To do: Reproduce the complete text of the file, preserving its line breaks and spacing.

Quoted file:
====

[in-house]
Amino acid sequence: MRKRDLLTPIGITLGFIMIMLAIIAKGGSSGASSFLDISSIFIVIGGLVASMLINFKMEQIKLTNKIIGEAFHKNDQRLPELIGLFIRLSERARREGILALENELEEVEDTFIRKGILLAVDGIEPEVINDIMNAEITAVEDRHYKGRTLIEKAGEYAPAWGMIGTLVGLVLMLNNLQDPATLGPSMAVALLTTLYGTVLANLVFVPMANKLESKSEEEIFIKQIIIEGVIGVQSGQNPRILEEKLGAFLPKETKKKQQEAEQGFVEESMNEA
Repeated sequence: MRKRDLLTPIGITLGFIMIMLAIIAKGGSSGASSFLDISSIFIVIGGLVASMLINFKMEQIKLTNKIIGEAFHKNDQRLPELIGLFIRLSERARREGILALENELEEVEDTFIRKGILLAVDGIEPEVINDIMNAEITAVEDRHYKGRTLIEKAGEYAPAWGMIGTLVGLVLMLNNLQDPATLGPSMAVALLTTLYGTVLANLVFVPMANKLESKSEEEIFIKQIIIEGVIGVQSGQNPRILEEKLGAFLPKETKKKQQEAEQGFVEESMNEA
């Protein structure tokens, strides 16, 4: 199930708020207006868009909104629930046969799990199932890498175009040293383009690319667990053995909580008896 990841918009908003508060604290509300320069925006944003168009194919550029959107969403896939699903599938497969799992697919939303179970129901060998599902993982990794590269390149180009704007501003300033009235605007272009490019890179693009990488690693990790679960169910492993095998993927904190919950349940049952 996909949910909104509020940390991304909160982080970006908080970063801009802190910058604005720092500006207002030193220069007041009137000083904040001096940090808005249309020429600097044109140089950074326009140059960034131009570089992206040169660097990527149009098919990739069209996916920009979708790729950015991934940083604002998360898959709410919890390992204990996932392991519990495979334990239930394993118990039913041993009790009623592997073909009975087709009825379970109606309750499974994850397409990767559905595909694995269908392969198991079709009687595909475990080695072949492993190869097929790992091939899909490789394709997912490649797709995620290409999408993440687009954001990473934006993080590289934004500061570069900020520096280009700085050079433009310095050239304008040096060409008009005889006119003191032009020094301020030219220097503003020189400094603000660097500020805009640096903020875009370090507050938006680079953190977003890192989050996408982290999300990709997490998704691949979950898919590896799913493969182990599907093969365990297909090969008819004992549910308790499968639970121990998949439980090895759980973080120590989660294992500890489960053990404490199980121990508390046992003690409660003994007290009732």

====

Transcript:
[in-house]
Amino acid sequence: MRKRDLLTPIGITLGFIMIMLAIIAKGGSSGASSFLDISSIFIVIGGLVASMLINFKMEQIKLTNKIIGEAFHKNDQRLPELIGLFIRLSERARREGILALENELEEVEDTFIRKGILLAVDGIEPEVINDIMNAEITAVEDRHYKGRTLIEKAGEYAPAWGMIGTLVGLVLMLNNLQDPATLGPSMAVALLTTLYGTVLANLVFVPMANKLESKSEEEIFIKQIIIEGVIGVQSGQNPRILEEKLGAFLPKETKKKQQEAEQGFVEESMNEA
Repeated sequence: MRKRDLLTPIGITLGFIMIMLAIIAKGGSSGASSFLDISSIFIVIGGLVASMLINFKMEQIKLTNKIIGEAFHKNDQRLPELIGLFIRLSERARREGILALENELEEVEDTFIRKGILLAVDGIEPEVINDIMNAEITAVEDRHYKGRTLIEKAGEYAPAWGMIGTLVGLVLMLNNLQDPATLGPSMAVALLTTLYGTVLANLVFVPMANKLESKSEEEIFIKQIIIEGVIGVQSGQNPRILEEKLGAFLPKETKKKQQEAEQGFVEESMNEA
């Protein structure tokens, strides 16, 4: 199930708020207006868009909104629930046969799990199932890498175009040293383009690319667990053995909580008896 990841918009908003508060604290509300320069925006944003168009194919550029959107969403896939699903599938497969799992697919939303179970129901060998599902993982990794590269390149180009704007501003300033009235605007272009490019890179693009990488690693990790679960169910492993095998993927904190919950349940049952 996909949910909104509020940390991304909160982080970006908080970063801009802190910058604005720092500006207002030193220069007041009137000083904040001096940090808005249309020429600097044109140089950074326009140059960034131009570089992206040169660097990527149009098919990739069209996916920009979708790729950015991934940083604002998360898959709410919890390992204990996932392991519990495979334990239930394993118990039913041993009790009623592997073909009975087709009825379970109606309750499974994850397409990767559905595909694995269908392969198991079709009687595909475990080695072949492993190869097929790992091939899909490789394709997912490649797709995620290409999408993440687009954001990473934006993080590289934004500061570069900020520096280009700085050079433009310095050239304008040096060409008009005889006119003191032009020094301020030219220097503003020189400094603000660097500020805009640096903020875009370090507050938006680079953190977003890192989050996408982290999300990709997490998704691949979950898919590896799913493969182990599907093969365990297909090969008819004992549910308790499968639970121990998949439980090895759980973080120590989660294992500890489960053990404490199980121990508390046992003690409660003994007290009732």